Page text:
But by definition, writers in the slush pile have not taken these elementary steps. They have not gone through the thought process, or done the legwork, necessary to put a well-targeted pitch into the mailbox of a specific person, they have trusted to luck or perhaps the dazzling quality of their work, or they simply haven't thought about it one way or the other. That doesn't mean they aren't gifted; maybe they are naive, untutored geniuses. But it does mean they're not professionals. They aren't thinking about their work or their careers in a businesslike way. And that simply means the odds that they can be successfully published are really slim.
I don't mean this snidely. Creativity being what it is, it's always the case that there are talented writers out there who are totally naive about what might be involved in getting your work published. And once I even found a pretty talented mystery writer in the slush pile, who went on to write several books. That was one author, though, out of the hundreds and hundreds I sifted through--meaning it wasn't 90 percent, but well over 99.9 percent, whose work had not been viable. Given the state of the marketplace, where it seems to take more effort than ever--by both publisher and author--to make a book work, I've had to conclude that the time I might devote to panning the slush pile for gold nuggets is that much less time that I have to spend on all my other tasks.
The 21st century cousin of the slush-pile submission is the query-by-tweet. Not only do we get "Dear Editor" letters, we see messages like this on Twitter. Hey, @BloomsburyPress, I've written a teen paranormal romance. Ppl say it's next TWILIGHT-DM me for details! After seeing one too many of those, I tweeted in response, Dear Authors: Twitter is not the way to query us. And this imprint is nonfiction only. If you want to get published, please do yr homework. Instantly--this being Twitter--I received a stream of tweets disparaging Bloomsbury Press as arrogant and ignorant of the new world where "publishers need to impress and adapt, not writers. We have other avenues."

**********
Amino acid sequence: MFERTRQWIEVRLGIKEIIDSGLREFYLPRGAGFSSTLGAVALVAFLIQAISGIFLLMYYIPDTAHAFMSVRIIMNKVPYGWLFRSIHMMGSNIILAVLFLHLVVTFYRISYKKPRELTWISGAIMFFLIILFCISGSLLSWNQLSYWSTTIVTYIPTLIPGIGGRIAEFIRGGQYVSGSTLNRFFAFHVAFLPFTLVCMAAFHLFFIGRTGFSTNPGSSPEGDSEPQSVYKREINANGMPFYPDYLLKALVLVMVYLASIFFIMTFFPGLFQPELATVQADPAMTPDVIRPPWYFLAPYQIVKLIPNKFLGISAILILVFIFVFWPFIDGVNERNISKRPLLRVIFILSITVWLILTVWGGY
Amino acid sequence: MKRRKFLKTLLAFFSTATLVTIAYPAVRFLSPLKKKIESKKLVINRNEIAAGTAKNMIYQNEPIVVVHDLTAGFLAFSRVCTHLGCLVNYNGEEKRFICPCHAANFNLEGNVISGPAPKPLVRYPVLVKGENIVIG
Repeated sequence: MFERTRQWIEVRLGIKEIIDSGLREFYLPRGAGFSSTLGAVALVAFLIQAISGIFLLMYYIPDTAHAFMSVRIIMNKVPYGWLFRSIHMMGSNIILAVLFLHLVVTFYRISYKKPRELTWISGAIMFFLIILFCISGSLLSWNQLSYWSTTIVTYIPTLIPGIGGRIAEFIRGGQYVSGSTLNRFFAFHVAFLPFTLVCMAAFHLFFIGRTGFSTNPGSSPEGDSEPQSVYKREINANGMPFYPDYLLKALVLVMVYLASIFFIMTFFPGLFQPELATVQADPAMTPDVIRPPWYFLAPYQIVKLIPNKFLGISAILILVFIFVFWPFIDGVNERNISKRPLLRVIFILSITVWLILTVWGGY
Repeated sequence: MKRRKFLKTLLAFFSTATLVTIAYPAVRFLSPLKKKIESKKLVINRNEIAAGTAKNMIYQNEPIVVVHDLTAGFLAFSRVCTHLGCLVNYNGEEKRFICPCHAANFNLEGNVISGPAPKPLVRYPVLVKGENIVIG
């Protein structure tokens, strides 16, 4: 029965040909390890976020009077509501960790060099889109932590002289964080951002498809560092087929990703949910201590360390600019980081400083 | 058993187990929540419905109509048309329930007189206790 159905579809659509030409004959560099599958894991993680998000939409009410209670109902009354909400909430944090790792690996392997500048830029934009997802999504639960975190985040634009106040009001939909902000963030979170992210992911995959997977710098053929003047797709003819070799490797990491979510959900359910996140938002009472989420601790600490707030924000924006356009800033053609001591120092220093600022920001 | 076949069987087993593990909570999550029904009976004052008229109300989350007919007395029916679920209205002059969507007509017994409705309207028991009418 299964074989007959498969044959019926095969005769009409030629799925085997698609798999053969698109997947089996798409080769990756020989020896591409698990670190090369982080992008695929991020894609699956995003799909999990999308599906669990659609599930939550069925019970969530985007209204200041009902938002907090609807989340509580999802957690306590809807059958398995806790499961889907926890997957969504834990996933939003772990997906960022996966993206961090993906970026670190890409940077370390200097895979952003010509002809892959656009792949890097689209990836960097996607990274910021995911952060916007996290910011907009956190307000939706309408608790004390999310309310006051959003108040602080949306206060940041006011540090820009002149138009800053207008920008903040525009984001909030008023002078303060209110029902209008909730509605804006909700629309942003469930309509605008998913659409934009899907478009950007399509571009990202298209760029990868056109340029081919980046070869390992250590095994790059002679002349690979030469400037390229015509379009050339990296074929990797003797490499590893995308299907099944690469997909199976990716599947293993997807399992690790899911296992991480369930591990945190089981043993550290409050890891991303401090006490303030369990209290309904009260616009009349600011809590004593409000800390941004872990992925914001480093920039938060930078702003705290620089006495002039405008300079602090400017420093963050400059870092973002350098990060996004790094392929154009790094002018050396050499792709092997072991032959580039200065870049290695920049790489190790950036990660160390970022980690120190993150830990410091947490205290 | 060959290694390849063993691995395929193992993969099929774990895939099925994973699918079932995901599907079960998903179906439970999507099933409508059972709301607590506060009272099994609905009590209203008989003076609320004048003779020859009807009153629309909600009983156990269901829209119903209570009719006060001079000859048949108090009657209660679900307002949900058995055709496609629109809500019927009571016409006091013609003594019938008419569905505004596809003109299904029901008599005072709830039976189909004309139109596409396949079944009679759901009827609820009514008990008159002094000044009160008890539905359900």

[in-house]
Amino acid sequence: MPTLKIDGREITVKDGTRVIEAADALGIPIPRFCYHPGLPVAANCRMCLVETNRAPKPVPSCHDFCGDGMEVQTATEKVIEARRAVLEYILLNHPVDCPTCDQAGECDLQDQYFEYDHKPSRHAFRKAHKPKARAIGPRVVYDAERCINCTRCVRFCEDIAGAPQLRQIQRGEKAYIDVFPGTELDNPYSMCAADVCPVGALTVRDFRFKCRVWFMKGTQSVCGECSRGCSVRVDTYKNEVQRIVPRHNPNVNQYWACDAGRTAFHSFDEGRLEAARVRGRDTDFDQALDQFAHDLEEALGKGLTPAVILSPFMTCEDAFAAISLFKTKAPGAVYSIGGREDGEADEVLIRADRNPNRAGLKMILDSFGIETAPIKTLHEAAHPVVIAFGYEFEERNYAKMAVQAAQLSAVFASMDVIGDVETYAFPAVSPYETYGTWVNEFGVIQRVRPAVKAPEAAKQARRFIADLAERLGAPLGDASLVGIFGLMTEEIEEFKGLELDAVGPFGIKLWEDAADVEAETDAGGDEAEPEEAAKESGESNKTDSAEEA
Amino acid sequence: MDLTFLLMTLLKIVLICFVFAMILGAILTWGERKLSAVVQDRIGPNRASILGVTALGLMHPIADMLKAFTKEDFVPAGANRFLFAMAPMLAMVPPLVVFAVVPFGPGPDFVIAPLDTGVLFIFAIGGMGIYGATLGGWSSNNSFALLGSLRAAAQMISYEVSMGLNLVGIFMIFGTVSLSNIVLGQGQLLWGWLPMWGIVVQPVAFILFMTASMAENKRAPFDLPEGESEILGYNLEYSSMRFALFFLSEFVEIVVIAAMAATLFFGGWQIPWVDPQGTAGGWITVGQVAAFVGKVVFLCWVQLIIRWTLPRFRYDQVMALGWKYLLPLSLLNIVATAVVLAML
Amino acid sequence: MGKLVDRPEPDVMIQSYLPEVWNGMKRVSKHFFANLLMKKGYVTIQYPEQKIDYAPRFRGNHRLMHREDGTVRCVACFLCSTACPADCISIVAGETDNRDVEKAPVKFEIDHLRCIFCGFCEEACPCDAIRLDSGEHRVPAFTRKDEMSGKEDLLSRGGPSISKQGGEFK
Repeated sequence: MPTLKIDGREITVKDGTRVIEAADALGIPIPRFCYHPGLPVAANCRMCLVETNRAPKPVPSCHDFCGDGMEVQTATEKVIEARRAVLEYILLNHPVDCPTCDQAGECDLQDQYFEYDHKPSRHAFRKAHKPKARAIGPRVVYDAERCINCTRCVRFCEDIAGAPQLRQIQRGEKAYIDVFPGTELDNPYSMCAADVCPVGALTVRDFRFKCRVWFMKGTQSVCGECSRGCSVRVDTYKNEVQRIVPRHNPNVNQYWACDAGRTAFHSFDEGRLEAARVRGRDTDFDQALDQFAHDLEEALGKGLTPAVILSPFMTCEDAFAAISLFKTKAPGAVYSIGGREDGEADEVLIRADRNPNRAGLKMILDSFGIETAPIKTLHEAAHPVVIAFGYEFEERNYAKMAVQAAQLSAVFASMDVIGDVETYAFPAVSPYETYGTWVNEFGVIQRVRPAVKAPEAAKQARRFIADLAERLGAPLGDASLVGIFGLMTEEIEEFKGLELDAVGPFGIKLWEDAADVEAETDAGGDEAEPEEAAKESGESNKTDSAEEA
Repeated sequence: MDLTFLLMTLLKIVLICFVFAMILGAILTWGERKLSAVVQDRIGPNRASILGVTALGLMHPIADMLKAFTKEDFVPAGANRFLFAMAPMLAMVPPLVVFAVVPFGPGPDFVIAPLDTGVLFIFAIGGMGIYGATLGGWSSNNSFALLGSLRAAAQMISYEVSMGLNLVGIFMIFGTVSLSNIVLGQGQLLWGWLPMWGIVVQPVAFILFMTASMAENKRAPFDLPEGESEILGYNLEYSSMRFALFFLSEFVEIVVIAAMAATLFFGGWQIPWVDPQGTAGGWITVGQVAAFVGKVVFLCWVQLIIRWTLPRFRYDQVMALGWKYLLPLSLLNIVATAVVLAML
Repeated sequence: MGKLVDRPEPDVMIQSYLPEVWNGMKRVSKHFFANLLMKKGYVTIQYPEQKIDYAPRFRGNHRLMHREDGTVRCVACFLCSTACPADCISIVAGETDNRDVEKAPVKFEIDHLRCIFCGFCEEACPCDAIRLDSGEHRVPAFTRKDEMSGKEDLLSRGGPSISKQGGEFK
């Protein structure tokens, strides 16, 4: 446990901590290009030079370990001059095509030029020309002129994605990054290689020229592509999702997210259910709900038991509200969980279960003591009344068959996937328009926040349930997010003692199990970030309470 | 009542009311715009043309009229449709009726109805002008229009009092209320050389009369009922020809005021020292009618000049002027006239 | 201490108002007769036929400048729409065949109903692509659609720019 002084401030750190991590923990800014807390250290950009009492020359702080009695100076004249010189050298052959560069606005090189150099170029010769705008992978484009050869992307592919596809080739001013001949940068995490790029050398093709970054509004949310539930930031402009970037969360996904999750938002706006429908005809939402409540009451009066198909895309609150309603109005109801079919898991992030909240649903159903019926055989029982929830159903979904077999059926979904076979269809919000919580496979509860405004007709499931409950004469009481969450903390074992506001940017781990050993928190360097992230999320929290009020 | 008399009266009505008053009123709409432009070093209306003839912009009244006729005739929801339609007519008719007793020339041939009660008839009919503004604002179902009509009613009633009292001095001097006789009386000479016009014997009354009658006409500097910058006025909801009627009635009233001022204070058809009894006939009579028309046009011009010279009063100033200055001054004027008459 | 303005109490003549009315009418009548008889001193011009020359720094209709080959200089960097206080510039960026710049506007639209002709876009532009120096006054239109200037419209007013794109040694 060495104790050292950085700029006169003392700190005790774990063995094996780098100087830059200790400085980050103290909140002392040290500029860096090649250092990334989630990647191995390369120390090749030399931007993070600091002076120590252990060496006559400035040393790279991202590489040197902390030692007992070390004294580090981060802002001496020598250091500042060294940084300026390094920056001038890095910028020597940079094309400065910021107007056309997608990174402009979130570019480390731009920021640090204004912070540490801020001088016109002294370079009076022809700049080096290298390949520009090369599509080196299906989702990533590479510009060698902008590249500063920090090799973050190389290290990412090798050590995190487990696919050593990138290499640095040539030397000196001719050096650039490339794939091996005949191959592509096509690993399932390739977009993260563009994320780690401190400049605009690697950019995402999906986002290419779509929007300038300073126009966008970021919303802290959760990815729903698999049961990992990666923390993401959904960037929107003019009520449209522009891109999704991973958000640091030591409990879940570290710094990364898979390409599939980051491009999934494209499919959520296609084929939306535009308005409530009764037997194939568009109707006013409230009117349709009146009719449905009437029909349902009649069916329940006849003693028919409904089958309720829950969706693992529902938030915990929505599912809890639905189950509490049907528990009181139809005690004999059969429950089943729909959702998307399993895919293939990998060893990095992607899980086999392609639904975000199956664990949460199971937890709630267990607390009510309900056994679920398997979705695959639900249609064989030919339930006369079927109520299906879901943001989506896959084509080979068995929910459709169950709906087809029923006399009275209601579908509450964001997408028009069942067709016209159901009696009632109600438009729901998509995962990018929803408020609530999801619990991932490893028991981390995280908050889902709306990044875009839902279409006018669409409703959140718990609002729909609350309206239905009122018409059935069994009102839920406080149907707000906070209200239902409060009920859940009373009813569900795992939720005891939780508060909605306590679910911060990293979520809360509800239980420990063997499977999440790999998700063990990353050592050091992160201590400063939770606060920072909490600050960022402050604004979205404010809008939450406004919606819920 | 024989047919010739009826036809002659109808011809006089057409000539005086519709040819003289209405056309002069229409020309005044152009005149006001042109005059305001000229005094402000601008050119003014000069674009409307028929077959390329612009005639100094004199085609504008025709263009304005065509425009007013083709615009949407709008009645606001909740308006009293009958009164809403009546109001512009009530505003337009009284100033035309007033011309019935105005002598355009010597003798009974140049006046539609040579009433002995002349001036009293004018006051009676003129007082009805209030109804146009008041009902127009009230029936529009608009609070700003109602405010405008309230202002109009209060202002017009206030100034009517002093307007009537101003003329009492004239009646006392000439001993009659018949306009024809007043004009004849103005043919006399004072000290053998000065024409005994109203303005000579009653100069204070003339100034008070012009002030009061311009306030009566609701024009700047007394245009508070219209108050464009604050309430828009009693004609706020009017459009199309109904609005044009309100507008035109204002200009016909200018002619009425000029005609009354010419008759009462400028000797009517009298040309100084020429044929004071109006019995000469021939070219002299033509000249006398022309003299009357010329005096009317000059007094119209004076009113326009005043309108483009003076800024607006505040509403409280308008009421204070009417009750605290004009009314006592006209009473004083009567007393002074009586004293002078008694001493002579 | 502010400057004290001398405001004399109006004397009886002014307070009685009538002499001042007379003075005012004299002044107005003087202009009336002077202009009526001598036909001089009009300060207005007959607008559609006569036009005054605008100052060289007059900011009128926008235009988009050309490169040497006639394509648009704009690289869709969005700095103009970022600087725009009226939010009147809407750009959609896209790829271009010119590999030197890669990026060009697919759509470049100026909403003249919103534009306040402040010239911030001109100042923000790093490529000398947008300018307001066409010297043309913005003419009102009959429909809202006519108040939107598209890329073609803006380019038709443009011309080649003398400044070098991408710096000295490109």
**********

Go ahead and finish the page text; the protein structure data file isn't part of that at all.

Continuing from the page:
Now, I celebrate the fact that authors have many ways of reaching readers. Yet as in any other form of writing, it's important to suit your content to the medium. Twitter, a medium of 140-character blurts, is not a good showcase for your ability to write a work of 70,000 words-plus. And since even our Twitter profile says @BloomsburyPress is a publisher of "140+char serious nonfiction," an author who queries us about his YA novel has failed to clear even a pretty minimal threshold of effort. My abovementioned tweet was not intended to disparage or discourage authors, but to offer straightforward, good-faith advice. Twitter is a great tool for authors--but so was the telephone. Neither of them are the right tool for finding a publisher.
(photo from Wikimedia Commons)